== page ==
Presumptive Democratic nominee Hillary Clinton is ahead of presumptive Republican nominee Donald Trump by single digits in the battleground states of Colorado, Florida, North Carolina, and Virginia. With 9 electoral votes on the line in Colorado, 29 in Florida, 15 in North Carolina, and 13 at stake in Virginia, Clinton has the early edge. In 2008 and 2012, President Barack Obama carried these states with the exception of North Carolina. Obama lost North Carolina by 2 points in 2012.
In Colorado, Clinton, 43%, is ahead of Trump, 35%, among registered voters statewide. Among those who say they definitely plan to vote in November, Clinton’s advantage remains 8 points.
In Florida, 44% of registered voters support Clinton to 37% for Trump. When the NBC News/Wall Street Journal/Marist Poll last reported this question in March, Clinton received 49% of the statewide electorate to 41% for Trump. Among Florida’s registered voters who say they definitely plan to vote, three points currently separate Clinton and Trump.
In North Carolina, Clinton garners the support of 44% of registered voters compared with 38% for Trump. Clinton and Trump are separated by four points among those who report they definitely plan to vote in November.
In Virginia, Clinton, 44%, leads Trump, 35%, among registered voters statewide. Among those who say they will definitely go to the polls on Election Day, Clinton is up by 10 points.
In each of these four states, Clinton’s Democratic base is intact as is Trump’s support among Republicans. Although Clinton leads Trump by almost 20 points in Colorado among independent voters, independents in all four states have not coalesced behind either candidate. In fact, more than one in four independents in Florida and North Carolina say they support neither Clinton nor Trump, back another candidate, or are undecided. About one in three independents in Colorado and Virginia say the same.
A gender gap exists in Colorado, North Carolina, and Virginia. 49% of women in Colorado, 50% in North Carolina, and 52% of female voters in Virginia support Clinton while 42% of men in Colorado, 46% in North Carolina, and 41% of male voters in Virginia are for Trump. In Florida, Clinton, 45%, leads Trump, 35%, among women. Among Florida voters who are men, Clinton, 42%, and Trump, 39%, are closely matched.
In each of these four states, Trump leads Clinton by double digits among white voters without a college degree. In North Carolina, 56%, and Virginia, 54%, Trump receives majority support among these voters. In Florida and Colorado, Trump receives the backing of pluralities of white voters without a college degree, 47% and 44%, respectively. However, he underperforms what Mitt Romney received among these voters in 2012.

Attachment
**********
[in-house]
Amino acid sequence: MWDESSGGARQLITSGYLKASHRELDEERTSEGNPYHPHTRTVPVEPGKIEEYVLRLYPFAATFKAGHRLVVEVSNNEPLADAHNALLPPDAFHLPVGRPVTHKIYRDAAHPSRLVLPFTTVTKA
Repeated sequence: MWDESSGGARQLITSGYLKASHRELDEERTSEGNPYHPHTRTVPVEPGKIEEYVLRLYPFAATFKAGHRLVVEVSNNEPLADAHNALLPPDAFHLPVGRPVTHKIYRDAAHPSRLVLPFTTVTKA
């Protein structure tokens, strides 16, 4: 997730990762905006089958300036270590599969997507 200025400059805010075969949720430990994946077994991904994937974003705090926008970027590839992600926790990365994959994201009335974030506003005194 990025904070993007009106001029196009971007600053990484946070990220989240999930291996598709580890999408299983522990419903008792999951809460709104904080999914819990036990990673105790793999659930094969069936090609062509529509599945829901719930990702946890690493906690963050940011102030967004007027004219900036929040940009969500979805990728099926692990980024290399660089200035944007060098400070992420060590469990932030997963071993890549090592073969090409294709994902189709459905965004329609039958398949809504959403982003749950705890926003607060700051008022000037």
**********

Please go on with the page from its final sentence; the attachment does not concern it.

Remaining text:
Among white voters with a college education, Clinton garners the support of pluralities in Colorado, 49%, and Virginia, 42%. Trump, 41%, and Clinton, 39%, are competitive among white voters with a college education in North Carolina. In Florida, Trump receives 44% to Clinton’s 39% among this group. Although Trump underperforms the Republican share from 2012, Clinton receives about the same support as Obama among these voters.
“With 66 electoral votes at stake in these four states, Donald Trump is playing catchup against Hillary Clinton,” says Dr. Lee M. Miringoff, Director of The Marist College Institute for Public Opinion. “The driving force behind voters’ choices is the negative impressions they have of both Trump and Clinton. Clinton’s single-digit lead in each of these states is due to her slight advantage in how voters perceive the two candidates.”
In a four-way contest with Gary Johnson, the Libertarian, and Jill Stein of the Green Party, little changes in these four states. Clinton retains her single-digit advantage over Trump.
Clinton and Trump are unpopular in each of the states polled, and their favorable scores are upside down. 59% of residents in Colorado, 56% of those in Florida, 58% in North Carolina, and 57% of adults in Virginia have a negative opinion of Clinton. Impressions of Trump aren’t any better. 68% of Colorado adults, 63% of Floridians, 61% of North Carolina residents, and 64% of those in Virginia have an unfavorable impression of Trump.
Turning to the contests for U.S. Senate, Democratic incumbent Michael Bennet, 53%, leads his Republican challenger Darryl Glenn, 38%, by 15 points among Colorado’s registered voters. In Florida, a hypothetical matchup between former presidential candidate and Republican Senator Marco Rubio and potential opponent Democrat Patrick Murphy, shows a close contest, 47% to 44%, among the statewide electorate. In North Carolina, incumbent Senator Richard Burr, 48%, leads Democrat Deborah Ross, 41%, among the North Carolina electorate.
In the race for governor in North Carolina, Democrat Roy Cooper, 49%, is competitive against Republican Governor Pat McCrory, 45%, among registered voters statewide.
The job performance of President Barack Obama is viewed more positively than negatively by residents in each of these states. In Colorado, 50% of adults approve of how the president is doing his job while 41% disapprove. In Florida, 49% of residents statewide approve of how President Obama is performing while 41% do not. Floridians were divided, 48% to 44%, in the March NBC News/Wall Street Journal/Marist Poll. In North Carolina, the president’s approval rating stands at 49% among residents statewide while his negative score is at 42%. In Virginia, 49% think the president is doing his job well while 43% disapprove.